By any other name

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Author: Jason Kelly '95

Editor’s note: The 6th through 12th graders of the Robinson Shakespeare Company, part of Notre Dame’s Robinson Community Learning Center, performed Cymbeline this summer in Stratford-upon-Avon and participated in a workshop at Shakespeare’s Globe in London. Notre Dame Magazine reports on their journey here.


Ophelia Emmons is named after the Ophelia, of Denmark, so Ophelia of Indiana’s place on the Shakespearean stage seems like a matter of destiny. She rejects any stars-aligning interpretation.

 

Here’s how it happened. Ophelia found out about the Robinson Shakespeare Company by chance — some might call it fate — when her mom took a pottery class with the director, Christy Burgess.

 

“My mom mentioned me to Miss Christy, and she was like, ‘Oh my gosh, she has to do Shakespeare. She’s born for it,’” an assertion that rang more true to mother than daughter.

 

“I’m not born for it,” Ophelia says, all performances to the contrary.

Ophelia Emmons as Posthumus.Ophelia Emmons as Posthumus. Photo by Barbara Johnston.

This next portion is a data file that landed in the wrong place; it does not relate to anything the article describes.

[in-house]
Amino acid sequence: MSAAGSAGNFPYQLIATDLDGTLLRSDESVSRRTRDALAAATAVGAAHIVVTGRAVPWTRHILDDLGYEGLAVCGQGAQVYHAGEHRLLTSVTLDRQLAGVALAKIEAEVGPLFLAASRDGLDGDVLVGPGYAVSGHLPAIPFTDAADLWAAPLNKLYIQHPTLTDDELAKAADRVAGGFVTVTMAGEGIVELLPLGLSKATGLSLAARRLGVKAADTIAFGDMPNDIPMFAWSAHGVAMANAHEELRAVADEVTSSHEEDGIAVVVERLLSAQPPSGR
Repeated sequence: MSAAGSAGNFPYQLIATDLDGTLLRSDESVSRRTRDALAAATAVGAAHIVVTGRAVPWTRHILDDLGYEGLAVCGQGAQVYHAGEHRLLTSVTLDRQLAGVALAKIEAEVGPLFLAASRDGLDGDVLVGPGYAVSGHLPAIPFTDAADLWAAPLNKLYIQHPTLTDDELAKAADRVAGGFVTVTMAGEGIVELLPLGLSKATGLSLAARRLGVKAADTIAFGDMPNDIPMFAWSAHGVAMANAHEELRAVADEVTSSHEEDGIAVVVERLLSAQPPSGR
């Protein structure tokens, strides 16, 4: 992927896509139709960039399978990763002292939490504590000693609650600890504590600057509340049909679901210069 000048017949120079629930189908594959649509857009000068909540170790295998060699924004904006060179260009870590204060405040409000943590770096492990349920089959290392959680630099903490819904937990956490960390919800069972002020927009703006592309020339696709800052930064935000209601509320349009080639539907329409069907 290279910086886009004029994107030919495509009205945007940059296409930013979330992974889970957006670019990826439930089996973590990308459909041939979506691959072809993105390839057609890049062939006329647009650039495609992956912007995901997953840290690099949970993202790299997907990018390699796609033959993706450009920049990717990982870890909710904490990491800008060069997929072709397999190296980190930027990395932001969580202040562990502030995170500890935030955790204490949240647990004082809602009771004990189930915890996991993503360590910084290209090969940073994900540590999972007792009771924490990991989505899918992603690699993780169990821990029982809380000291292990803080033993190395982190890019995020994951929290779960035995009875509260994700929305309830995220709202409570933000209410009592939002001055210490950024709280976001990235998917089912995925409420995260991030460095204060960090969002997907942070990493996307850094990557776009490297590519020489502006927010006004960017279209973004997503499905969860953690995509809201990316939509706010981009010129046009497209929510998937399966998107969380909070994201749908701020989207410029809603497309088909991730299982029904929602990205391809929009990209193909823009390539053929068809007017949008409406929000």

This was three or four years ago, at a tough time in Ophelia’s life. She was 12 or 13 then, coming off of a difficult year in school, feeling depressed, struggling with an eating disorder. Those circumstances made the opportunity the ensemble presented all the more important to her mom. She thought a new environment and creative outlet would be good for Ophelia, who was dubious but willing to try.

 

“So I went, and I am still painfully shy. And I didn’t know any of these people,” Ophelia says. “I’d never acted in my life, and I’d never read Shakespeare in my life.”

 

 All of which undermines her case that this wasn’t meant to be. Because her lack of experience and familiarity with the material have been minimal obstacles indeed.

 

Ophelia’s acclimation to the stage happened in the time it took to utter a few lines in a small part. Just doing that, something she felt sure she lacked the constitution to achieve, was enough to alter her sense of self.